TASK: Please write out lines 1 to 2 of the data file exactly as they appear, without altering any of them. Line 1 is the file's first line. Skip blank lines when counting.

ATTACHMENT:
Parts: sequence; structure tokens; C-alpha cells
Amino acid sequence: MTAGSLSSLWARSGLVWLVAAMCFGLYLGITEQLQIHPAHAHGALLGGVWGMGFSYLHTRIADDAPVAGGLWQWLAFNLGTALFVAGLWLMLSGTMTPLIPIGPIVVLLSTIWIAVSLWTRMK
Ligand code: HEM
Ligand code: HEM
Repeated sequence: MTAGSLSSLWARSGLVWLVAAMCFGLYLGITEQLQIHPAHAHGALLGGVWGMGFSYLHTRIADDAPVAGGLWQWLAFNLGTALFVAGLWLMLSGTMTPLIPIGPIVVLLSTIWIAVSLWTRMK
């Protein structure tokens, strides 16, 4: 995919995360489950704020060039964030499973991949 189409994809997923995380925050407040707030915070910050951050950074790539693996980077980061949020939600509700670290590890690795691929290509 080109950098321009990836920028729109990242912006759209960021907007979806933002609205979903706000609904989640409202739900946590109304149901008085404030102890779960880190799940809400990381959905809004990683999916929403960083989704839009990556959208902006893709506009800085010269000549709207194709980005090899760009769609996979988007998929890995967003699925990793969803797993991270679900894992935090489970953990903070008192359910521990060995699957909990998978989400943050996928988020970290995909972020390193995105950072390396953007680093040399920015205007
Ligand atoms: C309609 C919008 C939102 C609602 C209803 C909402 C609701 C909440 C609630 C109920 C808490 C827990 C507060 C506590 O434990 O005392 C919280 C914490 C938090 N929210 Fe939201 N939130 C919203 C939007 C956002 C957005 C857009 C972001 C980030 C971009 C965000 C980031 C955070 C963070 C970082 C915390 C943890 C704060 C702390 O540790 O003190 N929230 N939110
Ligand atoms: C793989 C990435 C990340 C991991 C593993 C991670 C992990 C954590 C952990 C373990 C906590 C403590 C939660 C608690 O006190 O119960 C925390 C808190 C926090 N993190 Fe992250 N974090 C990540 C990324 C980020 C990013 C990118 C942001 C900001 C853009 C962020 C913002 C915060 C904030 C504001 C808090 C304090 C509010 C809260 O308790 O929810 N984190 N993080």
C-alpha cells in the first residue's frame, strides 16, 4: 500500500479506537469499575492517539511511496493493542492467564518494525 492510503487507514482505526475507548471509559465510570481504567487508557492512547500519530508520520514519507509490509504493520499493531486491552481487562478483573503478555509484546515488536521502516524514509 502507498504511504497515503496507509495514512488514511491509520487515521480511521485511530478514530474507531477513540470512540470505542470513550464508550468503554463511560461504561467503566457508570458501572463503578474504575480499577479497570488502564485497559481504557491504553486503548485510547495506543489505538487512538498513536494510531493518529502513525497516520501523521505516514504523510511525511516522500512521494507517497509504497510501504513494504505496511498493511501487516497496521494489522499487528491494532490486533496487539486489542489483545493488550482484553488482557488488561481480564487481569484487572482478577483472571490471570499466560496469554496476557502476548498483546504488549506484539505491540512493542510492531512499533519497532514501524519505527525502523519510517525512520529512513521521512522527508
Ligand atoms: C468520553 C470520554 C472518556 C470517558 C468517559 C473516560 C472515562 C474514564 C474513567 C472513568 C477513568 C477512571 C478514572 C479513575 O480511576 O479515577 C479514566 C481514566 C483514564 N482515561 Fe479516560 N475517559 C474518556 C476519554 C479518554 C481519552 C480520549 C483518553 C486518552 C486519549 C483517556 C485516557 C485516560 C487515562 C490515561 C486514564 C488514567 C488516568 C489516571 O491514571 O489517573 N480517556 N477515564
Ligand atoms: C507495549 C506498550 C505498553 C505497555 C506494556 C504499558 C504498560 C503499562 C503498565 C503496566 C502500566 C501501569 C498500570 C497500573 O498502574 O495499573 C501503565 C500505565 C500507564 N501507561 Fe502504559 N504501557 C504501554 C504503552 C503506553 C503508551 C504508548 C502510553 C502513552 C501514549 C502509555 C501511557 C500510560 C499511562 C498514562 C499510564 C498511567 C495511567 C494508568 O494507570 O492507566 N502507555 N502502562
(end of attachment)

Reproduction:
Parts: sequence; structure tokens; C-alpha cells
Amino acid sequence: MTAGSLSSLWARSGLVWLVAAMCFGLYLGITEQLQIHPAHAHGALLGGVWGMGFSYLHTRIADDAPVAGGLWQWLAFNLGTALFVAGLWLMLSGTMTPLIPIGPIVVLLSTIWIAVSLWTRMK